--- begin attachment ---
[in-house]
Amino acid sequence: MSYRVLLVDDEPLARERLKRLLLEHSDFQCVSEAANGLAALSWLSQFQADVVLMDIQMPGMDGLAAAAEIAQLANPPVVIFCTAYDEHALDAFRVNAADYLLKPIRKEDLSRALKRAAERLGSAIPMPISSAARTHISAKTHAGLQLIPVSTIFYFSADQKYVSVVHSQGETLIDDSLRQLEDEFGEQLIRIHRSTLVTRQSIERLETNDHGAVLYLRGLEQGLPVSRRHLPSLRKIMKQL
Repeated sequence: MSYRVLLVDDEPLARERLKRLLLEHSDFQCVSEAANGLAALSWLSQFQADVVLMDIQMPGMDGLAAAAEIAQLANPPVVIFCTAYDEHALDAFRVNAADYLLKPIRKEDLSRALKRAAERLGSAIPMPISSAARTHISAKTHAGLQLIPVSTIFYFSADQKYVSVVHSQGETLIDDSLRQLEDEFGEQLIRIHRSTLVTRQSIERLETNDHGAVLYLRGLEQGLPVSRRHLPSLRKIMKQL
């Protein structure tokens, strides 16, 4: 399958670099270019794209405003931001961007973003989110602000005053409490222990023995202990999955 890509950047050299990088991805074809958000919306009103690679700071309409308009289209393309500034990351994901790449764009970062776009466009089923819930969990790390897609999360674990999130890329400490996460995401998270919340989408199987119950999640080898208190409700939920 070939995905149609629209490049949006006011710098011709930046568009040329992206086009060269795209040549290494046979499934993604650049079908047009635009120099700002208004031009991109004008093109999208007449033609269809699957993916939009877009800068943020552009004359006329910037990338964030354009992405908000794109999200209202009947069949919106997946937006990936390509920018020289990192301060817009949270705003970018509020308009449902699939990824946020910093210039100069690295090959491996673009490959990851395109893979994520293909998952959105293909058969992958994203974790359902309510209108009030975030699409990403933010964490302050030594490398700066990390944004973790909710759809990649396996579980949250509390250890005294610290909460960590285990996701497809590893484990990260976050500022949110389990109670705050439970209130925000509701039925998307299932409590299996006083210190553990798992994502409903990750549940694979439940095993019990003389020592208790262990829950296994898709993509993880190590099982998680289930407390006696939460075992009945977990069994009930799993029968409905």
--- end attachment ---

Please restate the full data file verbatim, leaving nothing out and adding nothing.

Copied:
[in-house]
Amino acid sequence: MSYRVLLVDDEPLARERLKRLLLEHSDFQCVSEAANGLAALSWLSQFQADVVLMDIQMPGMDGLAAAAEIAQLANPPVVIFCTAYDEHALDAFRVNAADYLLKPIRKEDLSRALKRAAERLGSAIPMPISSAARTHISAKTHAGLQLIPVSTIFYFSADQKYVSVVHSQGETLIDDSLRQLEDEFGEQLIRIHRSTLVTRQSIERLETNDHGAVLYLRGLEQGLPVSRRHLPSLRKIMKQL
Repeated sequence: MSYRVLLVDDEPLARERLKRLLLEHSDFQCVSEAANGLAALSWLSQFQADVVLMDIQMPGMDGLAAAAEIAQLANPPVVIFCTAYDEHALDAFRVNAADYLLKPIRKEDLSRALKRAAERLGSAIPMPISSAARTHISAKTHAGLQLIPVSTIFYFSADQKYVSVVHSQGETLIDDSLRQLEDEFGEQLIRIHRSTLVTRQSIERLETNDHGAVLYLRGLEQGLPVSRRHLPSLRKIMKQL
């Protein structure tokens, strides 16, 4: 399958670099270019794209405003931001961007973003989110602000005053409490222990023995202990999955 890509950047050299990088991805074809958000919306009103690679700071309409308009289209393309500034990351994901790449764009970062776009466009089923819930969990790390897609999360674990999130890329400490996460995401998270919340989408199987119950999640080898208190409700939920 070939995905149609629209490049949006006011710098011709930046568009040329992206086009060269795209040549290494046979499934993604650049079908047009635009120099700002208004031009991109004008093109999208007449033609269809699957993916939009877009800068943020552009004359006329910037990338964030354009992405908000794109999200209202009947069949919106997946937006990936390509920018020289990192301060817009949270705003970018509020308009449902699939990824946020910093210039100069690295090959491996673009490959990851395109893979994520293909998952959105293909058969992958994203974790359902309510209108009030975030699409990403933010964490302050030594490398700066990390944004973790909710759809990649396996579980949250509390250890005294610290909460960590285990996701497809590893484990990260976050500022949110389990109670705050439970209130925000509701039925998307299932409590299996006083210190553990798992994502409903990750549940694979439940095993019990003389020592208790262990829950296994898709993509993880190590099982998680289930407390006696939460075992009945977990069994009930799993029968409905």